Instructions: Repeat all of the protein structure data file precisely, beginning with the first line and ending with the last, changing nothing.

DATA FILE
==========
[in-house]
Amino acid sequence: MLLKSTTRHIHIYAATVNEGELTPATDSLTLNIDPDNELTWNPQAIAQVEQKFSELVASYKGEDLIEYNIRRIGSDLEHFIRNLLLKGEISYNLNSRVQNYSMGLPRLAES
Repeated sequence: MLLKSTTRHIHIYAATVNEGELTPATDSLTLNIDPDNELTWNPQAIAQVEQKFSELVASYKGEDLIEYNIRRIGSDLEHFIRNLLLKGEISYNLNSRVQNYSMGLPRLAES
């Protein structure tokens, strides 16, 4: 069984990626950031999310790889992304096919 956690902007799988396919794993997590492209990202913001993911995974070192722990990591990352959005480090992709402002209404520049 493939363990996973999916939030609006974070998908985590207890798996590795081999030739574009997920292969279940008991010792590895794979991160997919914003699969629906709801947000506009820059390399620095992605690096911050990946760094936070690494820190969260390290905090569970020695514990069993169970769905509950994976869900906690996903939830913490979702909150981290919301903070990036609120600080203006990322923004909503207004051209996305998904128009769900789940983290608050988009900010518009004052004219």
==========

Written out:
[in-house]
Amino acid sequence: MLLKSTTRHIHIYAATVNEGELTPATDSLTLNIDPDNELTWNPQAIAQVEQKFSELVASYKGEDLIEYNIRRIGSDLEHFIRNLLLKGEISYNLNSRVQNYSMGLPRLAES
Repeated sequence: MLLKSTTRHIHIYAATVNEGELTPATDSLTLNIDPDNELTWNPQAIAQVEQKFSELVASYKGEDLIEYNIRRIGSDLEHFIRNLLLKGEISYNLNSRVQNYSMGLPRLAES
């Protein structure tokens, strides 16, 4: 069984990626950031999310790889992304096919 956690902007799988396919794993997590492209990202913001993911995974070192722990990591990352959005480090992709402002209404520049 493939363990996973999916939030609006974070998908985590207890798996590795081999030739574009997920292969279940008991010792590895794979991160997919914003699969629906709801947000506009820059390399620095992605690096911050990946760094936070690494820190969260390290905090569970020695514990069993169970769905509950994976869900906690996903939830913490979702909150981290919301903070990036609120600080203006990322923004909503207004051209996305998904128009769900789940983290608050988009900010518009004052004219």